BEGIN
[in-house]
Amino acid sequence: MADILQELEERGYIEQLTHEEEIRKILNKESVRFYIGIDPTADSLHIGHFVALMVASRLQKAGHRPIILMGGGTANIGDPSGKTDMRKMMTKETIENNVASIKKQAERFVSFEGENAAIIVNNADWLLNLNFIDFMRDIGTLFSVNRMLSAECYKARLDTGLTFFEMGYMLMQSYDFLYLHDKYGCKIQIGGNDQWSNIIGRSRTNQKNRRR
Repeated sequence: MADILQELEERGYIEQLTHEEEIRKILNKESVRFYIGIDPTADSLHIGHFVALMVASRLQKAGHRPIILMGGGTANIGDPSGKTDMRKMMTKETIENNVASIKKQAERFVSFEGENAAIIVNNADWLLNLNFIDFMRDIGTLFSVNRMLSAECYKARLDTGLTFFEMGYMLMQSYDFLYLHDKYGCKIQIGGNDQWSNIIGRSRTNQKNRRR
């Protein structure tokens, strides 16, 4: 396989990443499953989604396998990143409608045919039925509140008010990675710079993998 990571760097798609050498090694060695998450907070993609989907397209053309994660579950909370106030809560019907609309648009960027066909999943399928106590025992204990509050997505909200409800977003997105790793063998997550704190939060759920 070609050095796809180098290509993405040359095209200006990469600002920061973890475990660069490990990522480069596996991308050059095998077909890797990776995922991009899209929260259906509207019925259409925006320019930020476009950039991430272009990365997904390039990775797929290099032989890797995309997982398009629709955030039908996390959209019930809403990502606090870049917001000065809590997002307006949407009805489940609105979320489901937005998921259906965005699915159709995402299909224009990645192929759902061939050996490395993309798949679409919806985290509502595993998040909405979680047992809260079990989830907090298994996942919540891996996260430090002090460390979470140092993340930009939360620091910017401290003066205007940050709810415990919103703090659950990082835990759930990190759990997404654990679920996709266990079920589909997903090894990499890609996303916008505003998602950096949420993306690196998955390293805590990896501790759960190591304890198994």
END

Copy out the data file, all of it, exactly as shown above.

[in-house]
Amino acid sequence: MADILQELEERGYIEQLTHEEEIRKILNKESVRFYIGIDPTADSLHIGHFVALMVASRLQKAGHRPIILMGGGTANIGDPSGKTDMRKMMTKETIENNVASIKKQAERFVSFEGENAAIIVNNADWLLNLNFIDFMRDIGTLFSVNRMLSAECYKARLDTGLTFFEMGYMLMQSYDFLYLHDKYGCKIQIGGNDQWSNIIGRSRTNQKNRRR
Repeated sequence: MADILQELEERGYIEQLTHEEEIRKILNKESVRFYIGIDPTADSLHIGHFVALMVASRLQKAGHRPIILMGGGTANIGDPSGKTDMRKMMTKETIENNVASIKKQAERFVSFEGENAAIIVNNADWLLNLNFIDFMRDIGTLFSVNRMLSAECYKARLDTGLTFFEMGYMLMQSYDFLYLHDKYGCKIQIGGNDQWSNIIGRSRTNQKNRRR
């Protein structure tokens, strides 16, 4: 396989990443499953989604396998990143409608045919039925509140008010990675710079993998 990571760097798609050498090694060695998450907070993609989907397209053309994660579950909370106030809560019907609309648009960027066909999943399928106590025992204990509050997505909200409800977003997105790793063998997550704190939060759920 070609050095796809180098290509993405040359095209200006990469600002920061973890475990660069490990990522480069596996991308050059095998077909890797990776995922991009899209929260259906509207019925259409925006320019930020476009950039991430272009990365997904390039990775797929290099032989890797995309997982398009629709955030039908996390959209019930809403990502606090870049917001000065809590997002307006949407009805489940609105979320489901937005998921259906965005699915159709995402299909224009990645192929759902061939050996490395993309798949679409919806985290509502595993998040909405979680047992809260079990989830907090298994996942919540891996996260430090002090460390979470140092993340930009939360620091910017401290003066205007940050709810415990919103703090659950990082835990759930990190759990997404654990679920996709266990079920589909997903090894990499890609996303916008505003998602950096949420993306690196998955390293805590990896501790759960190591304890198994």